If you're like many Americans -- 71 percent, according to a recent AARP survey -- you might be under the impression that your 401(k) plan administrator doesn't charge you anything to maintain your account.
You'd be wrong.
In fact, these companies typically charge fees equivalent to 0.5 to 2 percent of your 401(k) account balance each year -- sometimes as high as 5 percent. In addition to ongoing tariffs for managing your investment options, plan administrators often deduct numerous other fees from individuals' accounts, including charges for administrative costs, sales commissions, advertising, insurance, and trading expenses.
Perhaps equally disturbing is that many employers -- which have a fiduciary responsibility to ensure the retirement plans they sponsor have reasonable fees and expenses -- often don't know what fees their employees are being charged, either.
Over time, out-of-control plan administration fees can take a serious toll. The Department of Labor (DOL) estimates that paying just 1 percent in extraneous fees each year could reduce your account balance by 28 percent during an average working career.
Finding -- let alone understanding -- such fee disclosures can be time-consuming and often involves wading through complex plan documents and fund prospectuses where details are usually buried in the fine print. That's why last year the DOL issued regulations requiring fund administrators to provide a more transparent breakdown of their fees to employers, which in turn must pass the information along to employees.
During the first disclosure phase, investment companies were required to send a detailed statement about their plan's investment options, including fund performance and fees. You should have received this information from your employer by August 31, 2012. This statement, which will hereafter be sent annually, should include:
- An explanation of any fees and expenses for general plan administration, such as legal, accounting and recordkeeping services.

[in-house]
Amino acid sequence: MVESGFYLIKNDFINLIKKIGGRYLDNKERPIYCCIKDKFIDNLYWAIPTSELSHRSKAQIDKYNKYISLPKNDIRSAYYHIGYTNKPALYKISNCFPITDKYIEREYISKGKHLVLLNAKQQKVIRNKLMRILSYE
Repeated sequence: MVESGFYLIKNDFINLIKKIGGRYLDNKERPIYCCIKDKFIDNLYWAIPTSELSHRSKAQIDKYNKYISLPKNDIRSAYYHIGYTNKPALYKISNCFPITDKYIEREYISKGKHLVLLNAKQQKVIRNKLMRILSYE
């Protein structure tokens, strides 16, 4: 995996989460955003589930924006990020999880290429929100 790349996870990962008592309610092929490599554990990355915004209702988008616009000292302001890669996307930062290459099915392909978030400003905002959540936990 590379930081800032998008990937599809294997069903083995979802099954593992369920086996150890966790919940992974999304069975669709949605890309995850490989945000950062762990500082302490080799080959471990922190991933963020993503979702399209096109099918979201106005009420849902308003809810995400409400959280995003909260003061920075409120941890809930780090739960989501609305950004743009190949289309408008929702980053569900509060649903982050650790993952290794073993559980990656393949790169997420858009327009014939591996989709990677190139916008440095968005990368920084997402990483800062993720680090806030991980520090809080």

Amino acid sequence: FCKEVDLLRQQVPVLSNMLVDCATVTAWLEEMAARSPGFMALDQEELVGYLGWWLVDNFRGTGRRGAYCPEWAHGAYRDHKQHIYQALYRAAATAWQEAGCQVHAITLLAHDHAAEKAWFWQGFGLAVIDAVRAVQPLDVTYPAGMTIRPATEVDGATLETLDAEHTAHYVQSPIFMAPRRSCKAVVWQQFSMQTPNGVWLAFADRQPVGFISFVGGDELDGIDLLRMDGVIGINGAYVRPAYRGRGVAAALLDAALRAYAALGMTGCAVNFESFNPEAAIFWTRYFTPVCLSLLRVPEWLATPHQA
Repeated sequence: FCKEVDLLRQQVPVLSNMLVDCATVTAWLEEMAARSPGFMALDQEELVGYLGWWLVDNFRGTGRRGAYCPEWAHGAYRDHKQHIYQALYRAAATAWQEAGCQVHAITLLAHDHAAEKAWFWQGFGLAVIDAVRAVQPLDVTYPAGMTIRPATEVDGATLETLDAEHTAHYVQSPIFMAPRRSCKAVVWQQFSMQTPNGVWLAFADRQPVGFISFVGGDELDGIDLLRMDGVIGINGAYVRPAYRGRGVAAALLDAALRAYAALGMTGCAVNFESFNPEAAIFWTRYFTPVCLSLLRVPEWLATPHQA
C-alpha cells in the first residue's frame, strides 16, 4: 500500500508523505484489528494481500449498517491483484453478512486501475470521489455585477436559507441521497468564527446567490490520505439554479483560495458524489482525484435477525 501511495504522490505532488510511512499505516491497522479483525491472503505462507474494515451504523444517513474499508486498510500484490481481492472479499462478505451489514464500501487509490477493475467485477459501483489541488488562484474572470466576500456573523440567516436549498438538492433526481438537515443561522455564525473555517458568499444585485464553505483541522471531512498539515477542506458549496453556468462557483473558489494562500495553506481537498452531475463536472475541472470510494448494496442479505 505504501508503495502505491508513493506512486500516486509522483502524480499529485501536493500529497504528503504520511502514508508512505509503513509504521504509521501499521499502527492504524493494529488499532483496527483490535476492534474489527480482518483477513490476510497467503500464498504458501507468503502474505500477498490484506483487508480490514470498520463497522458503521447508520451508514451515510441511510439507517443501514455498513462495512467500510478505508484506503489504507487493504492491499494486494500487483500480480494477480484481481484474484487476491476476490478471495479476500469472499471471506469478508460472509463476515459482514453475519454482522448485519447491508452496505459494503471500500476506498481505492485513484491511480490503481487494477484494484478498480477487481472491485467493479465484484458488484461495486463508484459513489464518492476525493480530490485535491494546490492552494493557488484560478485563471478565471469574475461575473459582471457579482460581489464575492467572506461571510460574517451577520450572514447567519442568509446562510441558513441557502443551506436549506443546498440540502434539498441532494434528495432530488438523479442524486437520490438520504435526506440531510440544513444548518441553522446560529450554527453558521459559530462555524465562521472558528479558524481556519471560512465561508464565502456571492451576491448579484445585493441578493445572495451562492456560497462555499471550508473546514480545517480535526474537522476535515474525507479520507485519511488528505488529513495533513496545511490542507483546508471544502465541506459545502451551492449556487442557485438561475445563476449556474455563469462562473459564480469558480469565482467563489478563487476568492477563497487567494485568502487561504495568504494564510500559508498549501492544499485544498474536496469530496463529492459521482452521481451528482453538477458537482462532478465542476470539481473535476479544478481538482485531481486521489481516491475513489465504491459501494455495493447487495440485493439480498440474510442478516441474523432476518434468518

- Total annual operating expenses expressed as a percentage of account assets and a dollar amount per $1,000 invested.
- An explanation of fees and expenses incurred based on your actions (e.g., trading fees, loans, service charges for low balances, hardship withdrawals, processing divorce decrees or qualified domestic relations orders, etc.)
- The historical performance of each fund in which you invest (at 1, 5 and 10 years, and since the fund's inception.)
- Benchmark performance -- for example, if you invest in an S&P index fund, it should be compared to the average expense ratios for the S&P 500 over the same periods.
The second phase of fund disclosure was the release of quarterly performance statements tied to your particular investment accounts. The first of these statements was for July 1 to September 30, 2012, and most people should have received theirs by mid-November. It should include specific dollar amounts of plan-related expenses or fees charged to or deducted from your accounts that quarter, along with a detailed description of the related services.
For many, these statements are a wake-up call for why they need to choose more carefully among available investment options. The statements won't do all the work, however. You'll still need to crunch the numbers on how your current investment choices stack up against other funds. And no piece of paper can determine your appetite for risk vs. reward. But they're a start.
There are tools to help with your analysis:
- Brightscope gathers data on more than 46,000 401(k) and 403(b) plans and rates them both individually and against industry peers. (Note: Most smaller plans aren't included.)
- AARP's 401(k) Fee Calculator can help you determine your plan's fees and compare them to the average for low-cost 401(k) investors. You can also use it to calculate in dollars the potential impact of the fees on your 401(k) balance at retirement age.
- Use a site like Morningstar to compare expense ratios for comparable funds outside your 401(k) plan to get a sense whether your fees are too high.
Keep in mind that employees at smaller companies generally have fewer investment options available than those at large companies (whose greater size gives them more bargaining clout). And, they often pay higher fees because plan costs are spread across fewer employees.
The DOL hopes that by shining daylight on 401(k) plan costs, employers will be motivated to rein in costs and seek better investment options for their employees -- and that employees will be more inclined to seek out the most cost-effective funds for their retirement savings.
If you feel your options are too limited or costly, ask your company's benefits department whether they're considering expanding your plan. Chances are, after seeing their new fee statements, many more employees will be speaking up.
This article is intended to provide general information and should not be considered legal, tax or financial advice. It's always a good idea to consult a legal, tax or financial advisor for specific information on how certain laws apply to you and about your individual financial situation.